Volume 16 - 2006

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End Note

Global Conservation

Miguel Acevedo's research has shown that in Venezuela, where he once roamed the rain forests as a boy, forests are being harvested in rotation periods of 30 years. That's far quicker than the 100 years his simulation results indicate are required for ecosystem recovery.

"If you don't cut at that rate of 30 years and you're a timber extractor, you make less money. It's a difficult problem to solve because it depends on the value you place on wealth and conservation of resources," he says.

Miguel Acevedo

A professor in the Department of Geography and the Institute of Applied Sciences at UNT since 1992, Acevedo uses real-time technology and collaborates with a team of researchers across the globe to study human relationships with natural ecosystems. In addition to the management of forest landscapes, he studies the protection of watersheds to determine how humans can best use natural resources.

The interdisciplinary research - which involves biologists, geographers, philosophers, mathematicians, computer scientists and engineers - has also led to the creation of real-time environmental observatories in the Denton area, where information about ozone, water quality and ultraviolet radiation is automatically transmitted using wireless technology.

Elementary and middle school teachers use www.ecoplex.unt.edu to share information about the Dallas-Fort Worth environment with their students, and long-term plans are to make environmental observatories available in other areas of Texas and in several Latin American countries.

The National Science Foundation has provided funding for Acevedo's research, which includes the Greenbelt Corridor and Big Thicket National Park in Texas as well as the rain forests of South America. He works with a network of collaborators from UNT and with universities in South America, Central America, Mexico and Spain.

In the summers, he organizes trips for UNT students to visit Spain, where they study science, geography, ecology and archaeology. In 2007, the students plan to visit Mexico for studies of human interaction with the environment.

"We need to use land and resources," Acevedo says, "but we need to search for ways in which we can make them sustainable."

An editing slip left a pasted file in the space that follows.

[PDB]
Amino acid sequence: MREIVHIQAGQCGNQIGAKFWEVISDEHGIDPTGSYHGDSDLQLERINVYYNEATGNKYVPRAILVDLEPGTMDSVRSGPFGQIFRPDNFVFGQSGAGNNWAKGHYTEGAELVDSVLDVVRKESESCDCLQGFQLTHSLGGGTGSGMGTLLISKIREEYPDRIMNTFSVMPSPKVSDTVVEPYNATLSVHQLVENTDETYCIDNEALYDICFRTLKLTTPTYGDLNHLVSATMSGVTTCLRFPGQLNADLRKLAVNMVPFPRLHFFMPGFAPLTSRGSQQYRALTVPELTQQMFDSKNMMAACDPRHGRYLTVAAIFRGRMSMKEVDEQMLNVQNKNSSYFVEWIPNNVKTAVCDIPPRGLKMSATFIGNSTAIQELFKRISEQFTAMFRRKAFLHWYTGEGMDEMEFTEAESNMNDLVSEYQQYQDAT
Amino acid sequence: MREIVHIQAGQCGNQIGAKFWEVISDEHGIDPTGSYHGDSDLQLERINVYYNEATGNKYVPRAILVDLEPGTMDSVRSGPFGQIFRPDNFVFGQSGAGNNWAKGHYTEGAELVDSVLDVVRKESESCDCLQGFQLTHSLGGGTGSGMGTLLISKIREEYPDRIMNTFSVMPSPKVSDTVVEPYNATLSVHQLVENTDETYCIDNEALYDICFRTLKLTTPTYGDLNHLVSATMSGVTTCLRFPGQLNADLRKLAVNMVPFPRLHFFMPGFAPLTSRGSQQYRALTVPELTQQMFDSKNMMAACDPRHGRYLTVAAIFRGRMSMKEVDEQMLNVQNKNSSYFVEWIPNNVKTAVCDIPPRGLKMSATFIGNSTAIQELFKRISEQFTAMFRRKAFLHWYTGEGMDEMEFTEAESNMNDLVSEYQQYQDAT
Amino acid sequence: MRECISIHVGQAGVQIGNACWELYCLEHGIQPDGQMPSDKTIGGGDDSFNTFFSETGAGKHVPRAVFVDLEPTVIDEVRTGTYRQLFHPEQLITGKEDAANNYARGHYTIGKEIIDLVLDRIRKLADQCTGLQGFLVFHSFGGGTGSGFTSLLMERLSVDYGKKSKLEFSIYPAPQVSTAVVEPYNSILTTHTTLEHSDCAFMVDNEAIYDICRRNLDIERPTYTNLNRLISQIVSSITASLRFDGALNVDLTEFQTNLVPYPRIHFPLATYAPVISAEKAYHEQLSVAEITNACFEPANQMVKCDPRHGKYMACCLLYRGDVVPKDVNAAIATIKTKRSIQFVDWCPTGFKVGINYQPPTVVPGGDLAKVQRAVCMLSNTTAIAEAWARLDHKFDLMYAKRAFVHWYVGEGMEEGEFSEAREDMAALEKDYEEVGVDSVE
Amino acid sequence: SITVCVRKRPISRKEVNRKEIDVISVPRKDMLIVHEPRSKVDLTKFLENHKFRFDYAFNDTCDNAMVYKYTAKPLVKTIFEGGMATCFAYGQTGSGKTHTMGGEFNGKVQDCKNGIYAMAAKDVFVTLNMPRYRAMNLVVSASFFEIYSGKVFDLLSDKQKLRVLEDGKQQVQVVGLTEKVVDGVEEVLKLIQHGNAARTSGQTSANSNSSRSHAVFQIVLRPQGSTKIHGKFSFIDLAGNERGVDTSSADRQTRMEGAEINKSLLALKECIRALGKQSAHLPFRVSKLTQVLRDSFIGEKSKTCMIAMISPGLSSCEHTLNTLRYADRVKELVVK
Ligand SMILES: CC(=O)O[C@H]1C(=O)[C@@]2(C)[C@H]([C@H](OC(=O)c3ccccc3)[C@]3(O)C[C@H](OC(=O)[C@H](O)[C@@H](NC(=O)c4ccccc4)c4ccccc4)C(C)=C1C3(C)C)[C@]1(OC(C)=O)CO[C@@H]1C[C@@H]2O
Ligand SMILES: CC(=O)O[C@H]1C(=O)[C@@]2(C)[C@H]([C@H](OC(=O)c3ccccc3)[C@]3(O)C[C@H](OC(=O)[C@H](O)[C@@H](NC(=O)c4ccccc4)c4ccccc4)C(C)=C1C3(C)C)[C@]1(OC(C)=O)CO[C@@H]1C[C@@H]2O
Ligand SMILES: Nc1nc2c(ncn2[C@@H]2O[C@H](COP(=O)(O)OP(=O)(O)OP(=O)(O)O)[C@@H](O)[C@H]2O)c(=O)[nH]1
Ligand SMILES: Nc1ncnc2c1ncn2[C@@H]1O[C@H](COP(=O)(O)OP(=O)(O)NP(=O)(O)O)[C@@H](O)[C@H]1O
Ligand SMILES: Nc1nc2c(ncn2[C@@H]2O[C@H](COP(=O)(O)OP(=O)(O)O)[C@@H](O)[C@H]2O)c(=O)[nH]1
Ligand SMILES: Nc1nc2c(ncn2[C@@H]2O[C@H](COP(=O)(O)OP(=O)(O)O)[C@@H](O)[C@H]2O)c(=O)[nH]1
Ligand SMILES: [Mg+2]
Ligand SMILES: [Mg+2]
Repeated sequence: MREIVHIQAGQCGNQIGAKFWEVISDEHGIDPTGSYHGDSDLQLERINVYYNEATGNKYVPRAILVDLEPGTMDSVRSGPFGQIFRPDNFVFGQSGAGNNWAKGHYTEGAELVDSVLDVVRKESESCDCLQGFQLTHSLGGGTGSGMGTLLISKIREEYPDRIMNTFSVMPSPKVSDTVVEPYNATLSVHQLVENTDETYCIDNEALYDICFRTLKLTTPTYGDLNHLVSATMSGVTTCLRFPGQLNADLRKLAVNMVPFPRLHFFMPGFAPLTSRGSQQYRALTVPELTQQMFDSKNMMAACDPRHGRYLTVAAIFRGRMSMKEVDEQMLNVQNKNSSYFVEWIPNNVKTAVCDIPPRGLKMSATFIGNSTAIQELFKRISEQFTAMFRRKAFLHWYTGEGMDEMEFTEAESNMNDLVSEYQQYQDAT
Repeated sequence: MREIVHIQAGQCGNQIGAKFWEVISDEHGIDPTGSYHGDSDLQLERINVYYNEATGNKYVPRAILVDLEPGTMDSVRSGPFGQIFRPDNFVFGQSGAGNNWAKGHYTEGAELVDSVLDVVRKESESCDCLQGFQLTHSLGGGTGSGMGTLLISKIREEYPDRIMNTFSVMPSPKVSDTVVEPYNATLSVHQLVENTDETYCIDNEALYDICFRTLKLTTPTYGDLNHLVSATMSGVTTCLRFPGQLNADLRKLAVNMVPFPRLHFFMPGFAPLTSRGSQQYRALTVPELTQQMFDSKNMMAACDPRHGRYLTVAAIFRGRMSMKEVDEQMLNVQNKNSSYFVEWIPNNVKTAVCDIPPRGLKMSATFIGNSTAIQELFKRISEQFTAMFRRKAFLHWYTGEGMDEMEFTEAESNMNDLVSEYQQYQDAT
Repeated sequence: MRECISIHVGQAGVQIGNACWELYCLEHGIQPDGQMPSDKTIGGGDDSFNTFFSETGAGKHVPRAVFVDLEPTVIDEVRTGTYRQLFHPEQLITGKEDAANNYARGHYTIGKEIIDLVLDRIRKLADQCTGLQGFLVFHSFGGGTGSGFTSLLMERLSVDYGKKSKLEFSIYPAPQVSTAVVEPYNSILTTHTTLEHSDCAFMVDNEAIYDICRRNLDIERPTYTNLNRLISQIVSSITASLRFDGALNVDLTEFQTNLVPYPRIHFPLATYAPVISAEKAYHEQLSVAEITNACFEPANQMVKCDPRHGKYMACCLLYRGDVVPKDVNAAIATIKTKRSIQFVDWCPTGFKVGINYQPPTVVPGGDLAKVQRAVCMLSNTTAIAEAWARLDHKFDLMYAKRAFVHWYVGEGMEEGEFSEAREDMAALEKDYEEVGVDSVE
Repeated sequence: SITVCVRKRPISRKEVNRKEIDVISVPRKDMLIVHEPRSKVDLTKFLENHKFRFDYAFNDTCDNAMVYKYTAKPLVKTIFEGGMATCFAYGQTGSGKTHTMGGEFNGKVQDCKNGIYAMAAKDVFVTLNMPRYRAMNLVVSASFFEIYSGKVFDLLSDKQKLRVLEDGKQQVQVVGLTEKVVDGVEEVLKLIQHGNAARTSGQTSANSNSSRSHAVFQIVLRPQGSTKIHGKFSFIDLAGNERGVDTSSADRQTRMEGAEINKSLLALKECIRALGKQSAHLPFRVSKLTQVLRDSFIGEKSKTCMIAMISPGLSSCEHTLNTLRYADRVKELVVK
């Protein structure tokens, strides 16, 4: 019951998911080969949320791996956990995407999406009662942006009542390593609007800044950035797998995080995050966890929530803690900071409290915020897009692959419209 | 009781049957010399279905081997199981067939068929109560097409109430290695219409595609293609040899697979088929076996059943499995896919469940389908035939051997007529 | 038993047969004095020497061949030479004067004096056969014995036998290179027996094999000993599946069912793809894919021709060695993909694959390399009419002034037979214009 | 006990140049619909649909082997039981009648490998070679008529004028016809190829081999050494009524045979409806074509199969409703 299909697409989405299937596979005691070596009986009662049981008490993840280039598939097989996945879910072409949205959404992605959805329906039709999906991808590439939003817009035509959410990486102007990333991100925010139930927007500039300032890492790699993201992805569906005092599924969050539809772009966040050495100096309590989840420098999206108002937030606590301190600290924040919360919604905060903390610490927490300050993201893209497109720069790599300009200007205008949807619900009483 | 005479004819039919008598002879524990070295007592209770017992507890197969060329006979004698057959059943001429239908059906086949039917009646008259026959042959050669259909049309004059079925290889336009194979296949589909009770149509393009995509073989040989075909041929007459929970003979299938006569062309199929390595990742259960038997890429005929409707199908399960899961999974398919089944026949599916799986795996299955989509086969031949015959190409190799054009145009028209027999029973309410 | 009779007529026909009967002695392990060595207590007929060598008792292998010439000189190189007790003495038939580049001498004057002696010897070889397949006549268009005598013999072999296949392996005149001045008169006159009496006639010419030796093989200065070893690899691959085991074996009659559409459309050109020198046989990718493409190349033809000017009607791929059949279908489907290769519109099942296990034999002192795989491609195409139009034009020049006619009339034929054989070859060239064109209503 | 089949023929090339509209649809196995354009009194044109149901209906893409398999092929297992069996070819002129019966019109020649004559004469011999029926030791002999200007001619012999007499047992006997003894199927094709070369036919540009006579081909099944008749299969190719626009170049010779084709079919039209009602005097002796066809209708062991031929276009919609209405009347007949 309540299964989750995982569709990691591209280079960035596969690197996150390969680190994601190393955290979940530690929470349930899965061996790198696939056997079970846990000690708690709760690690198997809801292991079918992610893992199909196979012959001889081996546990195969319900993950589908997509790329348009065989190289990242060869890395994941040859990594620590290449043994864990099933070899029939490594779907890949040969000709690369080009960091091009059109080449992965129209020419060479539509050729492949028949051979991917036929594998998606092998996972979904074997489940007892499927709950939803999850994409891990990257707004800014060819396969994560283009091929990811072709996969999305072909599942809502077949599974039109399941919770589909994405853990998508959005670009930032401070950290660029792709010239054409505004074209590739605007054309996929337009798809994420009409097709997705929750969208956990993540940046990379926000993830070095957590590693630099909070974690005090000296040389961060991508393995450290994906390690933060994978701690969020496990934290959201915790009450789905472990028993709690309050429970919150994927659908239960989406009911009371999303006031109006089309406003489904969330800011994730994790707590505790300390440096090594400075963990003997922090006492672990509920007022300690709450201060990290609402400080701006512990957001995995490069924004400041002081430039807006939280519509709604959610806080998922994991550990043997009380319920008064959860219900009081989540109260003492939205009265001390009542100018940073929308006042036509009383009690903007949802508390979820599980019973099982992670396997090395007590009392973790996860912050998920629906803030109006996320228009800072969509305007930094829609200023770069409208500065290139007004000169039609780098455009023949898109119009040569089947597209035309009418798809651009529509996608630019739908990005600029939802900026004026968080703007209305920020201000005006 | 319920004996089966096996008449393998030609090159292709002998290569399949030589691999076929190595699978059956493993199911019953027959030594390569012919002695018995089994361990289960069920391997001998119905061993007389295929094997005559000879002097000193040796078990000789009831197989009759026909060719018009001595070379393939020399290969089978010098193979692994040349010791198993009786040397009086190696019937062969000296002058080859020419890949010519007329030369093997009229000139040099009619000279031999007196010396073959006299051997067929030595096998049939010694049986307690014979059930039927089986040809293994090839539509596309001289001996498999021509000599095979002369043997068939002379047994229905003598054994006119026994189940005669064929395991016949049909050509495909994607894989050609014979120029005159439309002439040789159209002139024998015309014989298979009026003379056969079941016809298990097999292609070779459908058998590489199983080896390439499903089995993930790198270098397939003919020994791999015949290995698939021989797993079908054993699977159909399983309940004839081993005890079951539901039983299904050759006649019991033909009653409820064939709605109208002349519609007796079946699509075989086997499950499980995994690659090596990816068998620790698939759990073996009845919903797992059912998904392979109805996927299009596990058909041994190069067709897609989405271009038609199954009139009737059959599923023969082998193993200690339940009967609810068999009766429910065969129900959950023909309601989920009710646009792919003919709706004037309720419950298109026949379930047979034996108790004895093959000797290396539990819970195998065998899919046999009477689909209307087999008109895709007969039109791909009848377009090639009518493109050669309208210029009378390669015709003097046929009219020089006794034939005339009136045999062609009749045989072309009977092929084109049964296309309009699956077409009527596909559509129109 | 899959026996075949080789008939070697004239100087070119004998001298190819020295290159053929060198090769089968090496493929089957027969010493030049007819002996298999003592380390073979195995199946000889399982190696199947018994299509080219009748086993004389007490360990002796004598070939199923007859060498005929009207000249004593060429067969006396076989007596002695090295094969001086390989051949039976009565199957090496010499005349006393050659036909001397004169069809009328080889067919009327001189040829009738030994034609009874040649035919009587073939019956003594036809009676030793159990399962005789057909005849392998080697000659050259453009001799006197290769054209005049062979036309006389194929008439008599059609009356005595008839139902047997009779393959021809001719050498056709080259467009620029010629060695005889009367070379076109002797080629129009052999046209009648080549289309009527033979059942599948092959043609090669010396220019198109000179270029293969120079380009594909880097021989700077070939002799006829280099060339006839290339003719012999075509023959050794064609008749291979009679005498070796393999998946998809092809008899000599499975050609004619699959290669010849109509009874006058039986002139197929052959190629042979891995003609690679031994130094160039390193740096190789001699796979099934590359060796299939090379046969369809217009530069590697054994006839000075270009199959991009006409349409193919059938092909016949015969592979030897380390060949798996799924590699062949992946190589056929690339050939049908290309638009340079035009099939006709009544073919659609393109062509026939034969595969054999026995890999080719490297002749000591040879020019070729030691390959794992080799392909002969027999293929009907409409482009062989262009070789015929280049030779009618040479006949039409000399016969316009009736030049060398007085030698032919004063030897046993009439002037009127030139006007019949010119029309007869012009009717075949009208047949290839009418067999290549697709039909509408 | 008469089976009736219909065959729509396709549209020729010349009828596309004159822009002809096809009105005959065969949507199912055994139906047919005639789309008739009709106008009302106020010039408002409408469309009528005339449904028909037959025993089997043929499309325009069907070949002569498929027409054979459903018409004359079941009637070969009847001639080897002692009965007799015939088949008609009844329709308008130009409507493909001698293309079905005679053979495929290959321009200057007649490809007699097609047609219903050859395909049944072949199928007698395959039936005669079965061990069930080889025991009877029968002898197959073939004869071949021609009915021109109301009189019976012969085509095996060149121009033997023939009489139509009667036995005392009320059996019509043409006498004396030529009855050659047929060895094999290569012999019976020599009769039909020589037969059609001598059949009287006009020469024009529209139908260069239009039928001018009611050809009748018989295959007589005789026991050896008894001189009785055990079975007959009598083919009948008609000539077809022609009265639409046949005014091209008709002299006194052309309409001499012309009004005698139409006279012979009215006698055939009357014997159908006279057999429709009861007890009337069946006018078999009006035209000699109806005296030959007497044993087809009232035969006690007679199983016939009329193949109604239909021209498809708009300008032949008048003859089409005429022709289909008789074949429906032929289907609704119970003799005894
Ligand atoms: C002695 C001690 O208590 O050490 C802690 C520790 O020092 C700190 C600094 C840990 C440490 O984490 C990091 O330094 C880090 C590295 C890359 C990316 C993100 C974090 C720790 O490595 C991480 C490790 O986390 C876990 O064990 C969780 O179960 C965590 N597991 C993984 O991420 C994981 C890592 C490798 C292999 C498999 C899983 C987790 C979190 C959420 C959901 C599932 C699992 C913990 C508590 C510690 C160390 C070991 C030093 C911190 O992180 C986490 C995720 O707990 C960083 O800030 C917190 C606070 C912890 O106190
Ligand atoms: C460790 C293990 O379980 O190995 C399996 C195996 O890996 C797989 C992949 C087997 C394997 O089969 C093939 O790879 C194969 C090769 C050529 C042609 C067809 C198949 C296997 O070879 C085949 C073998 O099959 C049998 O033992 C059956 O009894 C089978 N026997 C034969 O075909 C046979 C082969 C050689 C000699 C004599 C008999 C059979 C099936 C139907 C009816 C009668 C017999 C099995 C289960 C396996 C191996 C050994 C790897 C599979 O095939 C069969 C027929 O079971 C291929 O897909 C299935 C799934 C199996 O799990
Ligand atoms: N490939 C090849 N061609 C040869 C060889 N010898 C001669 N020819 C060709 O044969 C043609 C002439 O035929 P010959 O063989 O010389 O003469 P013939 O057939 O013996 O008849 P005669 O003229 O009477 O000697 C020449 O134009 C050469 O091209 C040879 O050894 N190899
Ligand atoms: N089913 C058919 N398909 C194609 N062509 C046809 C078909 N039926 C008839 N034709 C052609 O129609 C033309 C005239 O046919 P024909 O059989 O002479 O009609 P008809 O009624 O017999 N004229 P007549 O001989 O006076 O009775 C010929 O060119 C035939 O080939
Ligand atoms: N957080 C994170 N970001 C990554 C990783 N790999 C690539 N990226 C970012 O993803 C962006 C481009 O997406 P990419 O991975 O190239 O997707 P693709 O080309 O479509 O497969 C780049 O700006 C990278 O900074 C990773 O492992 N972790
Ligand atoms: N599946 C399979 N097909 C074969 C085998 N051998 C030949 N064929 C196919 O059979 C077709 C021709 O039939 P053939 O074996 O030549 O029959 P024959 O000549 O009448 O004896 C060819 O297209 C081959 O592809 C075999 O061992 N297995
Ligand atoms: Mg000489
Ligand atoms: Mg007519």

More Features

Geographer Harry Williams who studies sediments to uncover the patterns of ancient tsunamis

Core Studies

Coastal sediments reveal ancient tsunamis and hurricane storm surges.
- By Sara LaJeunesse

PATHS supports a health science club that introduces students to professionals in health care.

Health Science Careers

PATHS project creates interest in health fields for Hispanic students.
- By Cass Bruton

A new array of high-powered microscopes at the University of North Texas affords researchers a combination of tools nearly unique in the world.

High-Powered Combination

Few places on the planet have the lineup of microscopes available at UNT.
By James Naples

Cover Story - How much energy does it take to break apart a molecule?

Predicting Energies

UNT scientists reach the Holy Grail of computational chemistry.
- By Sally Bell

Eileen M. Hayes explores race, politics, popular culture, African American music and gender theories in the context of women-only music festivals in the United States.

In Cultural Context

Ethnomusicology research covers women's music festivals and African healing practices.
- By Cass Bruton

About 1,300 of 8,000 original works missing from the Iraqi Museum of Modern 
			Art in Baghdad have been retrieved and are being stored.

Lost Treasures

An art historian's quest for missing Iraqi art will help preserve a culture.
- By Ellen Rossetti

Edward Dzialowski's work may help explain how smoking or 
			certain drugs affect a developing human fetus.

Modeling Human Development

Zebrafish and chicken embryos shed light on hemophilia and heart defects.
- By Kim MacQueen

As a TAMS student at UNT, Desh Mohan placed fourth among the 
			individual finalists in the 2005 Siemens Westinghouse Competition in Math, Science and Technology.

Oxygen Deprivation

Student's award-winning research with nematodes may help treat cell damage.
- By Nancy Kolsti


President's Note

Research at UNT is student centered, broad based and far reaching.

News Briefs

UNT research ranges from brain tracking to eye tracking, RFID to VoIP, early college high schools to early music.

Student Researchers

Student research includes quantum mechanics, mathematical modeling, computer programming and linguistic profiling.

Alumni Researchers

Cultural health beliefs, computational perception of motion, space station hardware and genetics occupy these former UNT students.

Faculty Books

UNT authors write on emergency management, multiphase flows, structural equation modeling and entrepreneurship.

End Note

Miguel Acevedo's research makes environmental issues clear.